Fans influence television productions with their wallets

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The Bluth family stole our hearts when Arrested Development first premiered on Fox in 2003. But after just three hilarious seasons, the show was given the axe without as much as a proper goodbye. Since then, fans have been rallying to get their beloved show back. This might be their time.

On Oct. 2, the show's cast and creator Mitchell Hurwitz held an event titled "Arrested Development: A Bluth Family Reunion in New York City" as a part of The New Yorker Festival.

It was revealed to the audience, which included fans who paid $30 for the event, that there would be another season of the show, leading up to an eventual movie. Hurwitz has designed the show's final season on television to have only nine or 10 episodes, each episode being specifically centered around a certain character. They will all tie together and add interest to the characters for the movie.

While the creative aspect of the show and movie is well-assembled, there are still some issues that need to be worked out regarding the network and rights to the show. However, the cast and crew all seem to be positive about the outcome and hope for a 2013 release.

This, in the eyes of many, brings a bit of hope for other shows that were cancelled too soon. Arrested Development had a solid fan base and isn't the first series to be brought back after cancellation.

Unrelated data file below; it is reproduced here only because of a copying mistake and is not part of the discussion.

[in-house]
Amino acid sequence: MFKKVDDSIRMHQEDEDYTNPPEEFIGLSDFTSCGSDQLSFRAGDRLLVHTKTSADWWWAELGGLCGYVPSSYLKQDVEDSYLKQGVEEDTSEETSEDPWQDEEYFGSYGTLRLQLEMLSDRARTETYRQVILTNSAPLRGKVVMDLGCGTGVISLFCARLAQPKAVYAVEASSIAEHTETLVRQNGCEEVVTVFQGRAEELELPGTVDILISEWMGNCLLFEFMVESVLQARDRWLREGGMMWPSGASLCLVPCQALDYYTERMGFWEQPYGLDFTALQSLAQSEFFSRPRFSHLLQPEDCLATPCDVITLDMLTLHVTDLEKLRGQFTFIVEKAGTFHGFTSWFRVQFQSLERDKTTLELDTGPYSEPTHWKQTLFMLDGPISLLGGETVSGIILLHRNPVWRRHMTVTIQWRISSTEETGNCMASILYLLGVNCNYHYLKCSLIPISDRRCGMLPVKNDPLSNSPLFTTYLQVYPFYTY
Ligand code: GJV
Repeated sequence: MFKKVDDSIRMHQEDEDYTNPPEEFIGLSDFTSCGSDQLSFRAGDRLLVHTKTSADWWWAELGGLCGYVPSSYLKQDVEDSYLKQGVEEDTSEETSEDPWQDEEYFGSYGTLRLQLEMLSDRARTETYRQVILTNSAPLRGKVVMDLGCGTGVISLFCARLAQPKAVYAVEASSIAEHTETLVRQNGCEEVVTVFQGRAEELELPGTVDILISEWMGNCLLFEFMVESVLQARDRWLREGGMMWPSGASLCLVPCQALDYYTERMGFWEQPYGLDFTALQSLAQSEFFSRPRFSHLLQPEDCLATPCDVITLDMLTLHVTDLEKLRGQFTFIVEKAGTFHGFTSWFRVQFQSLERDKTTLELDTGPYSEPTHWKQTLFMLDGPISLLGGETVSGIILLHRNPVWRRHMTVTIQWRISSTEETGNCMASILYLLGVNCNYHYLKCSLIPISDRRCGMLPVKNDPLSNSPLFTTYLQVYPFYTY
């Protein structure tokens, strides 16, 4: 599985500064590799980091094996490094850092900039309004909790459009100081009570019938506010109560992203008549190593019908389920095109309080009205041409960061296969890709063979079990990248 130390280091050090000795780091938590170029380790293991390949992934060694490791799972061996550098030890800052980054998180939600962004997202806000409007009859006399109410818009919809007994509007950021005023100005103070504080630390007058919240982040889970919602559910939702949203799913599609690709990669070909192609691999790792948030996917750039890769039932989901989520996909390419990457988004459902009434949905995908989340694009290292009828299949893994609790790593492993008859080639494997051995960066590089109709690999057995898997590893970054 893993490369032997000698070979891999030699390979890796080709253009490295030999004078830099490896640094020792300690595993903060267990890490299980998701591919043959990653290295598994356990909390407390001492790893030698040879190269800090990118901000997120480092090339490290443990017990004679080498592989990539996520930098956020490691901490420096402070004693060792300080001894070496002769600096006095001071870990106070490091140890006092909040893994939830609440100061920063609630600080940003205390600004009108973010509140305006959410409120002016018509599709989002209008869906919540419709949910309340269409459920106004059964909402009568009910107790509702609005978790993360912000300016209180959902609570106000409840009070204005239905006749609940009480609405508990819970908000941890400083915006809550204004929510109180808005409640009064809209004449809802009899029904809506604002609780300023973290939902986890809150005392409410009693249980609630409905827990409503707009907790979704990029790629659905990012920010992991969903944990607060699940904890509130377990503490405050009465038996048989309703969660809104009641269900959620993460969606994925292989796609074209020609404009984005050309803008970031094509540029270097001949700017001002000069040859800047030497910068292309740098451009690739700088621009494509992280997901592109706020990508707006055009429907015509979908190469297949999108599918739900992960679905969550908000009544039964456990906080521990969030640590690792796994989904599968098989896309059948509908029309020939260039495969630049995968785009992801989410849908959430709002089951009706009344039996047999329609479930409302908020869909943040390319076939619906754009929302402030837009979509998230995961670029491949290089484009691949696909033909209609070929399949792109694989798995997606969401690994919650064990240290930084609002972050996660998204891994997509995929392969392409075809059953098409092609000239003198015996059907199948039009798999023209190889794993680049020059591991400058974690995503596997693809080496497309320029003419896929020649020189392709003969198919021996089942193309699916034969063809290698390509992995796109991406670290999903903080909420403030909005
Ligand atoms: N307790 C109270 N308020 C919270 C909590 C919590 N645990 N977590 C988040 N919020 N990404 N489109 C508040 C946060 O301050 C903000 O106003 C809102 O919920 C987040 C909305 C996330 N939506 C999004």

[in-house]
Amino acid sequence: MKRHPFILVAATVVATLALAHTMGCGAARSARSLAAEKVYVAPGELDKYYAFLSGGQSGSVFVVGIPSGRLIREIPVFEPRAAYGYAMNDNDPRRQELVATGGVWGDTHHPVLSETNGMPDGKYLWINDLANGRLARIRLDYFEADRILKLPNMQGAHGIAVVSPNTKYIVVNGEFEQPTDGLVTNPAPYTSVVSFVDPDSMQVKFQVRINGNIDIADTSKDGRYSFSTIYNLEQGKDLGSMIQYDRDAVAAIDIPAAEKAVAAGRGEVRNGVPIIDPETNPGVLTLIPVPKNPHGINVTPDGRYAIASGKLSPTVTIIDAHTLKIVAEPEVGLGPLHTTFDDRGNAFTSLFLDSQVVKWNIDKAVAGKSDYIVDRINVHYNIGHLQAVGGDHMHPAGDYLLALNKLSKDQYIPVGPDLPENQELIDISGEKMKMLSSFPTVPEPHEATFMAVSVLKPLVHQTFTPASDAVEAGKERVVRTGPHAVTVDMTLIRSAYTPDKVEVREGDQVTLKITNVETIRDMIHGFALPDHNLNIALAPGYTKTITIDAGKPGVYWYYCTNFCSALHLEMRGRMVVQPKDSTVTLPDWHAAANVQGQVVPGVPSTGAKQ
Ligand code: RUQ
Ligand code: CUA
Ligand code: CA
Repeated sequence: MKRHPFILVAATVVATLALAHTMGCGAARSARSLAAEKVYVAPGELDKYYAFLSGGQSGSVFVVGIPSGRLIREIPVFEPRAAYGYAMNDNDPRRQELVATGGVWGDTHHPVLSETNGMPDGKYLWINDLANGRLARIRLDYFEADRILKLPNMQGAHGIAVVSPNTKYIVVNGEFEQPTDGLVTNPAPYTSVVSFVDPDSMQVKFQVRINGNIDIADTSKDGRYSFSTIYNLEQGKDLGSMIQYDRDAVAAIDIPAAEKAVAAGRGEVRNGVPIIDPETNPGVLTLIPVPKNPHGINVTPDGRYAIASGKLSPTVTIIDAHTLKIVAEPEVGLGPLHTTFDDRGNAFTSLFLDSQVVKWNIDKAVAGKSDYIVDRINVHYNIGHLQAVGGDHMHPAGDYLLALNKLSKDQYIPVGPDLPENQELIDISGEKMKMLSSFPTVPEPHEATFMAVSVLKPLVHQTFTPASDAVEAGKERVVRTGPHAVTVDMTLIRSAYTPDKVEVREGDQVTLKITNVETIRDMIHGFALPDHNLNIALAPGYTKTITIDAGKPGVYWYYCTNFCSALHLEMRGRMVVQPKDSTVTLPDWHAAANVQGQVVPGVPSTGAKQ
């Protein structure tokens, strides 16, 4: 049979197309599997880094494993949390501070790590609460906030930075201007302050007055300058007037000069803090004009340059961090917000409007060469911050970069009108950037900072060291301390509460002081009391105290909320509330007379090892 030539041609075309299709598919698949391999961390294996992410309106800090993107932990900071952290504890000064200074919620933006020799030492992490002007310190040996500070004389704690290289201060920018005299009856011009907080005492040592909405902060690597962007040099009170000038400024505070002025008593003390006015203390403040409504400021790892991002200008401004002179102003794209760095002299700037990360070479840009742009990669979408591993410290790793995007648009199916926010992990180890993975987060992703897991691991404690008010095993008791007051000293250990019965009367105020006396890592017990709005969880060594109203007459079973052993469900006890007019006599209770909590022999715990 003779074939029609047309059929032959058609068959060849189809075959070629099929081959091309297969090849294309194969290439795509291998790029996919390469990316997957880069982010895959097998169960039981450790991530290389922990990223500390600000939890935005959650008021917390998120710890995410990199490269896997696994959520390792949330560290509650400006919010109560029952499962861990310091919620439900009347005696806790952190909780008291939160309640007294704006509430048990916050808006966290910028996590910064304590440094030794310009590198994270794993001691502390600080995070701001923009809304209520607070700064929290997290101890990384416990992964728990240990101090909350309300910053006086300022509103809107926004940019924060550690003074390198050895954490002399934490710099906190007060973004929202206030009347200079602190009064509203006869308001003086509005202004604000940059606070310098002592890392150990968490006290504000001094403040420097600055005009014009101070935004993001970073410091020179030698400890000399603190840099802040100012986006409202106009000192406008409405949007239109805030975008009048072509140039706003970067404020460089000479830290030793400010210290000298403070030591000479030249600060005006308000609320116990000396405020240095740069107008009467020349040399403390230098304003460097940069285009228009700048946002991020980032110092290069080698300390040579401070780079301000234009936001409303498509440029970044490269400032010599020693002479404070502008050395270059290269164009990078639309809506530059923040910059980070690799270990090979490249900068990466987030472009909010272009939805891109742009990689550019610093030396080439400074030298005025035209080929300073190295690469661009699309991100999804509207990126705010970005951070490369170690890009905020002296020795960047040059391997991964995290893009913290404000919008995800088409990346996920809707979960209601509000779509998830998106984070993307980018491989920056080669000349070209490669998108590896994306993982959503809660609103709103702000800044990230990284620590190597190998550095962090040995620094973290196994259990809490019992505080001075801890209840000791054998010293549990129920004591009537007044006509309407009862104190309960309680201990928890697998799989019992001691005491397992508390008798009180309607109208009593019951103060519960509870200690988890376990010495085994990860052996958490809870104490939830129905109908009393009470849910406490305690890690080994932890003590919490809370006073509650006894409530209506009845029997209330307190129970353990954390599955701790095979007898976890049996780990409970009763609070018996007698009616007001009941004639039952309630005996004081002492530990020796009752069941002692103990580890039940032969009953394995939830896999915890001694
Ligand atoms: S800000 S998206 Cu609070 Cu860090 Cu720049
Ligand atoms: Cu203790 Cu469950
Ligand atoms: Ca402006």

In 2002, Fox aired an out-of-this-century series by creator of Buffy, Joss Whedon. Firefly wasn't just out of the ordinary. It took place in a completely different time period and on a completely different planet. The show only aired 14 episodes before it was cancelled. But that didn't stop the fans from speaking out. They made phone calls, raised money, created websites and wrote letters until their voices were acknowledged. Finally, they were successful. In 2005, production began on a movie — Serenity — and the series was released on DVD, loaded with bonus features sure to appease every fan.

Even with animated television, fans have had an impact on whether a show lives or dies. The long-running show Family Guy, in its 11th season, is holding strong thanks to fans. The show, which was supposed to be cancelled back in 2006, received such high numbers in DVD sales that Fox brought it back. It's been going strong ever since.

Fans and viewers do have an impact on what is shown and what isn't show on television. It's admittedly true that ratings control what networks will keep on the air as opposed to what they cancel. But with the growing availability of shows through sources other than traditional television, monitoring viewers can prove to be difficult. This is where the fans are able to step in and have their voice be heard. The possibilities are endless. For Arrested Development fans, their dream came true. With passion and perseverance, the same can happen for many others and their favorite short-lived TV shows.

— Harper-Davis is a sophomore communications major from Washington D.C.

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